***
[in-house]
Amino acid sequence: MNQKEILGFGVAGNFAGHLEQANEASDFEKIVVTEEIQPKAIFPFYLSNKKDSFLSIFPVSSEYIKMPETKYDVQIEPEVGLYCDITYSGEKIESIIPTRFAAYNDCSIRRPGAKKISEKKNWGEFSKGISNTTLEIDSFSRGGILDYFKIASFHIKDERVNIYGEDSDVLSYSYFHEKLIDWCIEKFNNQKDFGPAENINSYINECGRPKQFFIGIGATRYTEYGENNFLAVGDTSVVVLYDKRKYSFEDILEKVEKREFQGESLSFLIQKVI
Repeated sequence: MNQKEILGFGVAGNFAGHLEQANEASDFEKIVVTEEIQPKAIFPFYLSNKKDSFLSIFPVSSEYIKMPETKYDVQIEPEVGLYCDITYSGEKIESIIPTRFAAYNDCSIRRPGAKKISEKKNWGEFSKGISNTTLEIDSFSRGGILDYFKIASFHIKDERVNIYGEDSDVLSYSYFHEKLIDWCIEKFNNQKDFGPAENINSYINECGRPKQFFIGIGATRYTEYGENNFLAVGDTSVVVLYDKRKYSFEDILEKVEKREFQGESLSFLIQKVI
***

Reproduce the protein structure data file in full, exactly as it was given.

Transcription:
[in-house]
Amino acid sequence: MNQKEILGFGVAGNFAGHLEQANEASDFEKIVVTEEIQPKAIFPFYLSNKKDSFLSIFPVSSEYIKMPETKYDVQIEPEVGLYCDITYSGEKIESIIPTRFAAYNDCSIRRPGAKKISEKKNWGEFSKGISNTTLEIDSFSRGGILDYFKIASFHIKDERVNIYGEDSDVLSYSYFHEKLIDWCIEKFNNQKDFGPAENINSYINECGRPKQFFIGIGATRYTEYGENNFLAVGDTSVVVLYDKRKYSFEDILEKVEKREFQGESLSFLIQKVI
Repeated sequence: MNQKEILGFGVAGNFAGHLEQANEASDFEKIVVTEEIQPKAIFPFYLSNKKDSFLSIFPVSSEYIKMPETKYDVQIEPEVGLYCDITYSGEKIESIIPTRFAAYNDCSIRRPGAKKISEKKNWGEFSKGISNTTLEIDSFSRGGILDYFKIASFHIKDERVNIYGEDSDVLSYSYFHEKLIDWCIEKFNNQKDFGPAENINSYINECGRPKQFFIGIGATRYTEYGENNFLAVGDTSVVVLYDKRKYSFEDILEKVEKREFQGESLSFLIQKVI